Matt took another sip of his lousy coffee, which was no longer even lukewarm, unlocked the title company’s door, and walked in. He locked the door behind him, flicked on the lights, and walked past the empty receptionist’s desk toward his own office.
He was beginning to replay one of his favorite fantasies in his head—the one where he beat Jon senseless with the lazy suckup’s own nine iron—when he saw a light coming from the back of the office hallway. He walked closer, and was startled to find that it was coming from Jon’s office.
Jon’s office was tucked away in the back of the floor, and Jon had had the privilege of picking it out because Mr. Bremmer loved him so much—so very, very, nauseatingly much. The position of Jon’s office let the lazy bum sneak in and out unnoticed, avoiding work and leaving Matt to run the business under Mr. Bremmer’s uninvolved and increasingly ungrateful glare.
God, how stupid they all are, Matt thought. That idiot Jon can’t even turn his damn light off.
Sighing in frustration, Matt put his coffee and documents down at his own office’s closed door, then crossed the length of the hall to Jon’s door.
Just as Matt reached his hand in to flick off the lights, he was overcome by a stench so overpowering that it felt like a punch to the gut. His head began to swim, and the shapes around him got fuzzy. He almost retched, but managed to keep his coffee—grinds and all—in his stomach.
So now Jon was keeping rotten food in his office?
That’s exactly something Jon would do, Matt thought.
It wasn’t even five in the morning yet and already Matt felt livid with anger. He clamped his fingers over his nose and resolved to dispose of whatever decaying matter he found within Jon’s office and get right to work. Even if no one else at
Bremmer Title Associates
did anything, Matt had a responsibility to the clients, and he was going to see it through. The work mattered.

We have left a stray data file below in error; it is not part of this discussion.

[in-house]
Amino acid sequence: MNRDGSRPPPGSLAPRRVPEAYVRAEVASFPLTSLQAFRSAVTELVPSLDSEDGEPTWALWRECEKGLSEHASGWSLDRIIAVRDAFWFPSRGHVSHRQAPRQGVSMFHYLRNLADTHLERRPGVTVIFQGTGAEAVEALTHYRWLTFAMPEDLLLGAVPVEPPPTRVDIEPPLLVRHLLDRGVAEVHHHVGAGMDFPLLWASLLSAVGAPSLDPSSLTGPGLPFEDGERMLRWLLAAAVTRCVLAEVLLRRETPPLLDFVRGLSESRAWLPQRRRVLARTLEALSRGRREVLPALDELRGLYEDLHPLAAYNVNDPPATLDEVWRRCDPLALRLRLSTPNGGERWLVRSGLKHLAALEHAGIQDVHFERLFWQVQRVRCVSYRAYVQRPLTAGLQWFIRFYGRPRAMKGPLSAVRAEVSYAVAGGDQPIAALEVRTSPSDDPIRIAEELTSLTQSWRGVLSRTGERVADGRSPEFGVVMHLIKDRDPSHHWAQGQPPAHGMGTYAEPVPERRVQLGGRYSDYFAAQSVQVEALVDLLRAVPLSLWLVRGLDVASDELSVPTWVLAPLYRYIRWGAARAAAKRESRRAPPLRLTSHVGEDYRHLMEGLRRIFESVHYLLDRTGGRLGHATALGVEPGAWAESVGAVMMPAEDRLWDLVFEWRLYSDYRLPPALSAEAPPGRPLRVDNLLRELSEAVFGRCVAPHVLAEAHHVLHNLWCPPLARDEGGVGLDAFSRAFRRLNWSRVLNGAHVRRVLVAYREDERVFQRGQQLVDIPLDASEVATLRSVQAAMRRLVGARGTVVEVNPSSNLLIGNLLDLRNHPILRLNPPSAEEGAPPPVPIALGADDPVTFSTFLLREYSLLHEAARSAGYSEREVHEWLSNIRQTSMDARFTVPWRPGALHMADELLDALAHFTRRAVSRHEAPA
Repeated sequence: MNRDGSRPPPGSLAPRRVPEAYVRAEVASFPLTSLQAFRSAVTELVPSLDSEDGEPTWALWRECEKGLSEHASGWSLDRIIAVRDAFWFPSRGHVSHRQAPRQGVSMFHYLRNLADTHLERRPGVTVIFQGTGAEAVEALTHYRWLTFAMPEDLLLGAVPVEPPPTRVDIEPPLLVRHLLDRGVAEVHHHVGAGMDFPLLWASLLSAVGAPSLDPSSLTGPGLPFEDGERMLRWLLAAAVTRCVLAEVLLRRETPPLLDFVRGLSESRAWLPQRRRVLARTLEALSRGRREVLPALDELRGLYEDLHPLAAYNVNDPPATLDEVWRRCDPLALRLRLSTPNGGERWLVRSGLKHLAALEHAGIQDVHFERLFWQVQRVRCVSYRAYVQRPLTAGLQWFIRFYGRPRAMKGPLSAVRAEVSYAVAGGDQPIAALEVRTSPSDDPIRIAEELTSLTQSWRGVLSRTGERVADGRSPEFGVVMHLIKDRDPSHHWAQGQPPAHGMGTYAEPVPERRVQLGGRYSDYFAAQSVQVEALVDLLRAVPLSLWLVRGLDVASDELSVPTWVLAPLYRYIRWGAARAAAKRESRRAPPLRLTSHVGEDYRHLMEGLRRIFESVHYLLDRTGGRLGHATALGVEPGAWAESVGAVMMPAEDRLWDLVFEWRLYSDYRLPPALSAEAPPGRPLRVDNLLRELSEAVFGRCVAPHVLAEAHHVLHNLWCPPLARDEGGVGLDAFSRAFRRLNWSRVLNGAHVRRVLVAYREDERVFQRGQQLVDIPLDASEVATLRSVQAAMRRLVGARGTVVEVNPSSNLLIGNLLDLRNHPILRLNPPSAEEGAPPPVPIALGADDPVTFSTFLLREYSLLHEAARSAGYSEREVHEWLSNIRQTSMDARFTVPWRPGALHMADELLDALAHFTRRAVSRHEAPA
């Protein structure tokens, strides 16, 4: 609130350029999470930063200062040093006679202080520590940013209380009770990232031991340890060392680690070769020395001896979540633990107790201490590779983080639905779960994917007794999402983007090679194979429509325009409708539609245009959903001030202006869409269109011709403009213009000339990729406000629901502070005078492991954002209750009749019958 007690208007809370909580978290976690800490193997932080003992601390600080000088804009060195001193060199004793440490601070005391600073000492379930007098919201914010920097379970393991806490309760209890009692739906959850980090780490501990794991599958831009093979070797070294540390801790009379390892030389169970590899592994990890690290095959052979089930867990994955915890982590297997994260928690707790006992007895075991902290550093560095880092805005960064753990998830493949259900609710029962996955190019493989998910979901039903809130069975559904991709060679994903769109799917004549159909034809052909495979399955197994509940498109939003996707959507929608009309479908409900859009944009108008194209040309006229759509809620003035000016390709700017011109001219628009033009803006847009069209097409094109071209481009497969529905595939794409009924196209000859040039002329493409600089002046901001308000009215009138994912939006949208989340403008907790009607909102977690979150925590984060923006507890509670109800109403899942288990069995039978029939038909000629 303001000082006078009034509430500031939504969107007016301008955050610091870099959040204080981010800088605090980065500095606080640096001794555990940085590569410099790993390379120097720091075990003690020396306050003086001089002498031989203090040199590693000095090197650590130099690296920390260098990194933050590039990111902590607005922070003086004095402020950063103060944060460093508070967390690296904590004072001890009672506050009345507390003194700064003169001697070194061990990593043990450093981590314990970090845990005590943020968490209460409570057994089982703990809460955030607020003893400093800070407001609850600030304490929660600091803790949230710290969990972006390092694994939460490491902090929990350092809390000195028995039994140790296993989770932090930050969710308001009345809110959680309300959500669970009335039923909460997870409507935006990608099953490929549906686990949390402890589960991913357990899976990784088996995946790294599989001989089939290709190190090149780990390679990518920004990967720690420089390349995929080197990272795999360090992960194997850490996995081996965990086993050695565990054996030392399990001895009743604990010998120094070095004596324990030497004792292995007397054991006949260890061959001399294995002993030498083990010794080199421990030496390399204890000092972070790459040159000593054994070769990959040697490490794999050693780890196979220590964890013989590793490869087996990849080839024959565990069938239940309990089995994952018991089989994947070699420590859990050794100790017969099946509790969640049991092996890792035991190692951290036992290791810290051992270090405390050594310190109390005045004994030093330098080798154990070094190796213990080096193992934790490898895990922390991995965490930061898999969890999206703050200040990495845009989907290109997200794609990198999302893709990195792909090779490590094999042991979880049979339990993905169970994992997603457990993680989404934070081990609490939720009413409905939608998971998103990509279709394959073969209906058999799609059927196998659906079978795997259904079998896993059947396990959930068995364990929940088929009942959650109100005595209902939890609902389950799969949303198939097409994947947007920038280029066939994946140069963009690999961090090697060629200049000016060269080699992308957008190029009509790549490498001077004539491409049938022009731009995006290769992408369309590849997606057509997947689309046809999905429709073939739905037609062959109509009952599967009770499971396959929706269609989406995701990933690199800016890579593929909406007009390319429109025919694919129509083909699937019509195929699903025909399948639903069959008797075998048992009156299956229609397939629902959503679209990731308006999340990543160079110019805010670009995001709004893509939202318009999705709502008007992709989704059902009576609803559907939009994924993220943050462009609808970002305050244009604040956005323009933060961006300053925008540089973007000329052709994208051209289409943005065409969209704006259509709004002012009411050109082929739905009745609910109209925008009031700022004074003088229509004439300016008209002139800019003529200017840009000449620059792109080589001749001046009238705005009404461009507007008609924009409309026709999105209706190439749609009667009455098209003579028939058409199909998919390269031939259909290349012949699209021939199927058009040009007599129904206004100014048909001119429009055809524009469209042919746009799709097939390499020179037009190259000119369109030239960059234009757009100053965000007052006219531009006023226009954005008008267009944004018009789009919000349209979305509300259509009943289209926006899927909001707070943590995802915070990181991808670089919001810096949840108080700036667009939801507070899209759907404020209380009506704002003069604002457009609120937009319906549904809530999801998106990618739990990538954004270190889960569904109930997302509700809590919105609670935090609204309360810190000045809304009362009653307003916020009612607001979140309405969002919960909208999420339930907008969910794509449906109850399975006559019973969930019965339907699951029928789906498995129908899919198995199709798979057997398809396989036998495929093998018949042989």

Matt walked into Jon’s office, facing the divider that Jon had rigged up so that no one could see his desk from the hallway. When Matt came around the divider, he almost gasped. But the caffeine had started to do its trick and he remembered not to breathe in. Stifling his surprise-fueled want of a breath, Matt looked down, and had to revise his theory as to the source of the odor.
Jon was slumped face down on his desk. Looking at the pale-yellow, viscous fluid that was collecting at the left side of Jon’s head, Matt determined that the smell was vomit.
Great, he thought, now I have to waste my precious time cleaning up after this idiot.
Matt’s eyes darted to the corner of Jon’s office, where a letter opener stood, peeking out of a pencil stand. The letter opener seemed to wink at him, and he considered it for a moment. Wouldn’t that be nice? I could just stab him in the back of the head and end his misery.
Then Matt’s eyes shifted to the golf-bag propped up against the wall. Or, I could grab that nine iron sticking out of the bag, bring it up, and…
That was the better way to do it, he decided, flavorfully ironic.
Matt quickly walked out of the office, unclamped his nose, and took two deep breaths. Then he put his hand back over his nose and went back inside.
“Hey!” Matt yelled with his nose still clamped. “Wake up, it stinks in here.”
Jon moaned, but didn’t move.
“Come on, I have work to do and your stink is distracting. Jon! Jon, come on wake up you can’t do this in here.”